eople frequently point out to me that Spurgeon did not normally do expository preaching. Usually the point is made with the tone of a challenge, and with a clear subtext: How can you criticize the seeker-sensitive stye of topical and relational preaching? Your own historical hero wasn't an expositor, either. He was the Rick Warren of his day.
It's true that Spurgeon was not an expository preacher. In fact, he regarded biblical exposition as something distinct from "preaching." His approach to "exposition" was simply to read a phrase and comment on it. Some of his printed sermons include an "Exposition" section, but the "exposition" was a whole different part of the worship service, distinct from the preaching.
Here's an unusually stark example of Spurgeon's departure from the expository style in his sermons. In his sermon "Things That Accompany Salvation", Spurgeon began by acknowledging that his sermon didn't quite reflect the meaning of the text from which he borrowed his title. His very first words were:
I AM not quite certain that my text will warrant all I shall say upon it this day if read and understood in its connection. But I have taken the words rather by accommodation than otherwise, and shall make use of them as a kind of heading to the discourse which I hope to be enabled to deliver.
Now, don't misunderstand: That wasn't his normal approach, either. In that sermon, he was just borrowing a phrase from Scripture to use as a title, and he formally acknowledged that. Normally, he at least took time to explain both the context and the meaning of his text, even if he then departed from the text and its context into a more topical kind of message.
So what does this prove? It certainly doesn't invalidate Spurgeon's whole preaching ministry. Do I recommend the approach he used? No. But fortunately, in Spurgeon's case, his mind and heart were so saturated with Scripture that (to borrow his words) his very blood was bibline. Cut him, and he would bleed Bible verses. His topical approach to preaching also did usually include some elements of exposition. (Before I preach on a given passage, I always read Spurgeon to see how he dealt with it. I find he often gives great help with the exposition of the passage, even though that was not his main focus in his sermons.) And if he ever spoke anywhere on any topic (even when he was just delivering a "lecture" to an academic audience), there was enough Scripture in the message that practically any talk he ever gave anywhere would likely exceed even some of today's "expository" sermons for sheer biblical content.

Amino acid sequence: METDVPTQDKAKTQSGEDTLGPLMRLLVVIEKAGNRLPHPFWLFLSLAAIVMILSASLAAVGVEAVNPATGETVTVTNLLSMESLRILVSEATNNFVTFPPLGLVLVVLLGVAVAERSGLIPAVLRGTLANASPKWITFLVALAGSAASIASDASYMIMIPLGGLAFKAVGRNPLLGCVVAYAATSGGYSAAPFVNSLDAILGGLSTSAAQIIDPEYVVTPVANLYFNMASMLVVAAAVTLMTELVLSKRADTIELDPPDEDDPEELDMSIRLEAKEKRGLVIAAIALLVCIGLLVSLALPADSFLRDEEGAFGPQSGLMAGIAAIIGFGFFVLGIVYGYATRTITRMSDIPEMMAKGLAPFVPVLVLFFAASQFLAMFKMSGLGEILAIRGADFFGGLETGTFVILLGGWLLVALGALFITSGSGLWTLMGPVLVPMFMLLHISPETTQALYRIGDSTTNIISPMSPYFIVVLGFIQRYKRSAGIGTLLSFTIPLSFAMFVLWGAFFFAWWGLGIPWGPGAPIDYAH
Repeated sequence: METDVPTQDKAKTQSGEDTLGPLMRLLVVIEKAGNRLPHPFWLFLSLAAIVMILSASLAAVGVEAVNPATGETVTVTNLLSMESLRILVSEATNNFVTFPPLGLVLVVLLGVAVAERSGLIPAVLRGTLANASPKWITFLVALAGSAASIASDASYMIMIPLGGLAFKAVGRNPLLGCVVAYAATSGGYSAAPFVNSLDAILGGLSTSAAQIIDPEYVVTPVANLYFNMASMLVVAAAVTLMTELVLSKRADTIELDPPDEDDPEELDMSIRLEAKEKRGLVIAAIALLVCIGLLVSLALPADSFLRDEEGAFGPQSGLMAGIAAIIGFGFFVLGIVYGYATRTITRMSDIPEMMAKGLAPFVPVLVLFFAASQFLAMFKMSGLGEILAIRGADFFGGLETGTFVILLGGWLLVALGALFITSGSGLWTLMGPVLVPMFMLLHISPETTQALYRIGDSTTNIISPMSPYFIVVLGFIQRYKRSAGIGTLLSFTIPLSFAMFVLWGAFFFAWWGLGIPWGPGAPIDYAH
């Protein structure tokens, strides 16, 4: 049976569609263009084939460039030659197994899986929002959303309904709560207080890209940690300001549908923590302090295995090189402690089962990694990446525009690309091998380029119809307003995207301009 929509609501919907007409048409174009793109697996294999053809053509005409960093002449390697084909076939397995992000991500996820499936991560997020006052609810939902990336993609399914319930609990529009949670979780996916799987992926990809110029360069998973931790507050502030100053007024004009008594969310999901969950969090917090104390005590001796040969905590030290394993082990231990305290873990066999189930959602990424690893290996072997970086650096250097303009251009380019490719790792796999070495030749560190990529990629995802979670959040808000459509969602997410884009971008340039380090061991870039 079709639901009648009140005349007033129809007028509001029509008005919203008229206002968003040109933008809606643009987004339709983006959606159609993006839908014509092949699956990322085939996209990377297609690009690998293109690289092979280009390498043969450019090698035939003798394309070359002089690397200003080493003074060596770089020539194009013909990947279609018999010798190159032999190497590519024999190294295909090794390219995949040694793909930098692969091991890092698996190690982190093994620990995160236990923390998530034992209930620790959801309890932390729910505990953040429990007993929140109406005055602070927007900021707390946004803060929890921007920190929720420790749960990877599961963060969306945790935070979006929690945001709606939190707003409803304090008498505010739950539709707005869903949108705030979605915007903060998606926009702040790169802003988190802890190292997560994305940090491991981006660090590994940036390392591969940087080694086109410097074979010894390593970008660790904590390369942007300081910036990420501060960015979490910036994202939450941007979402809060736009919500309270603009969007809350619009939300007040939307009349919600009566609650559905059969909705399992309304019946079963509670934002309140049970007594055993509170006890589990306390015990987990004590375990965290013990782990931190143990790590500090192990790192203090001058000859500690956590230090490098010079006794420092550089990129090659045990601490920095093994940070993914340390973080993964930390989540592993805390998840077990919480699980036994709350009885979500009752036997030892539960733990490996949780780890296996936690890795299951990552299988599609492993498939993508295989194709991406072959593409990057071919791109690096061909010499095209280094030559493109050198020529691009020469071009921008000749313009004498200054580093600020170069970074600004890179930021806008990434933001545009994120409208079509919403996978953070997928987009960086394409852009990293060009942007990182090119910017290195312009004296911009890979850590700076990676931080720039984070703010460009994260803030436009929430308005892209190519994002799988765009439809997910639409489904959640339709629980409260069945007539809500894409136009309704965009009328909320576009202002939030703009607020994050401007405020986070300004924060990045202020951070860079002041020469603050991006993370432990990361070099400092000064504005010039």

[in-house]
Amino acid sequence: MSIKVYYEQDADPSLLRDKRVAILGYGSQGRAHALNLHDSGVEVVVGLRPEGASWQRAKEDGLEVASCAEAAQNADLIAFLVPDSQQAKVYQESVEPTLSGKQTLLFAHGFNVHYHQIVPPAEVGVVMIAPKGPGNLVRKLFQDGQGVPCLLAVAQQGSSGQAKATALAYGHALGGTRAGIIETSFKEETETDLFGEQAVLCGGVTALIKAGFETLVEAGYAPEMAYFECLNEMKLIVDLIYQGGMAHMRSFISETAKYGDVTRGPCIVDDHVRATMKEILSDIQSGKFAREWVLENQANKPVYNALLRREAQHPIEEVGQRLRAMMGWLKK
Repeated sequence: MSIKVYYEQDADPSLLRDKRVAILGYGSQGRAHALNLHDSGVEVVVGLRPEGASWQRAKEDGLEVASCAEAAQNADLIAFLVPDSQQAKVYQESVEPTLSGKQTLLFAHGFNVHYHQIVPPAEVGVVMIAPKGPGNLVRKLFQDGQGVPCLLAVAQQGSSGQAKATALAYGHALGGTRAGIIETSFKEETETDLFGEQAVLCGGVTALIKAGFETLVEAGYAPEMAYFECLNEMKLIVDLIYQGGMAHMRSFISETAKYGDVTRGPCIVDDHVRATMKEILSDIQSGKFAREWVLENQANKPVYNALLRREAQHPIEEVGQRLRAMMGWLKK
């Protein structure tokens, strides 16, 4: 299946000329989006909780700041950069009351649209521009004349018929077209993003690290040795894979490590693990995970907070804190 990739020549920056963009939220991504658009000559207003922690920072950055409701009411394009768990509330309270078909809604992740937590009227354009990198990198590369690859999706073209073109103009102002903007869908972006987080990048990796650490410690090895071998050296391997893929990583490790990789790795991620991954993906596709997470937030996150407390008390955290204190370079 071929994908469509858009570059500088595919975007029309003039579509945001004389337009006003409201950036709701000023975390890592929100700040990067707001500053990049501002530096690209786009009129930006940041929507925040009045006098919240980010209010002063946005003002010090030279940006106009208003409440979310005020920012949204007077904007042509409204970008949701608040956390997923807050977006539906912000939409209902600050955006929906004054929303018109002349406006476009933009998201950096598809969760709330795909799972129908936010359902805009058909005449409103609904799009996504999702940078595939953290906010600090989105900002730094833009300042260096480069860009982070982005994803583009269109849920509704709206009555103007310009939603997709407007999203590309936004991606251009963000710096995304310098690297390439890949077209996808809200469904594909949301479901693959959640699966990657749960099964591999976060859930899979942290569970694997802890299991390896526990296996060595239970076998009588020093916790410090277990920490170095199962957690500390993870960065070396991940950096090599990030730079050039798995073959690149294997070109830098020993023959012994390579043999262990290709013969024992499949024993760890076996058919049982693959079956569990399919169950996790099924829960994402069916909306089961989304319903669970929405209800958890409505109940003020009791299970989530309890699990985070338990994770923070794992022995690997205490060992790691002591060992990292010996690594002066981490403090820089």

Nevertheless, the topical approach to preaching is certainly not one I would commend to young men who fill their spare hours with "American Idol" and Jack Bauer, rather than with Puritan literature and Bible commentaries, the way Spurgeon did.
By the way, Spurgeon lived in an era when almost no one did expository preaching. He was, in that sense, a product of his times.
Moreover, the so-called "topical sermons" the typical contemporary preacher delivers are something entirely different. My chief objection to the average seeker-sensitive homily is not merely that it's is not exposition, but that it sometimes deliberately makes no connection to Scripture whatsoever, or at least makes the "biblical" connection as wispy and tenuous as possible. One of the leading gurus of the seeker-sensitive movement advises preachers it is unwise to begin their sermons with Scripture. Spurgeon would rightly have abominated such advice.
In other words, whatever else you say about Spurgeon's approach to Scripture, you can't accuse him of not being biblical, and you cannot summon him for support of the seeker-sensitive methodology. I don't think anyone could honestly argue that someone who needs to hire Hulk Hogan as a shill is very concerned about being biblical in any sense. Some preachers nowadays even seem to pride themselves on the way they relegate Scripture to a footnote in their message.
That approach certainly can't be legitimately defended by any comparison with Spurgeon.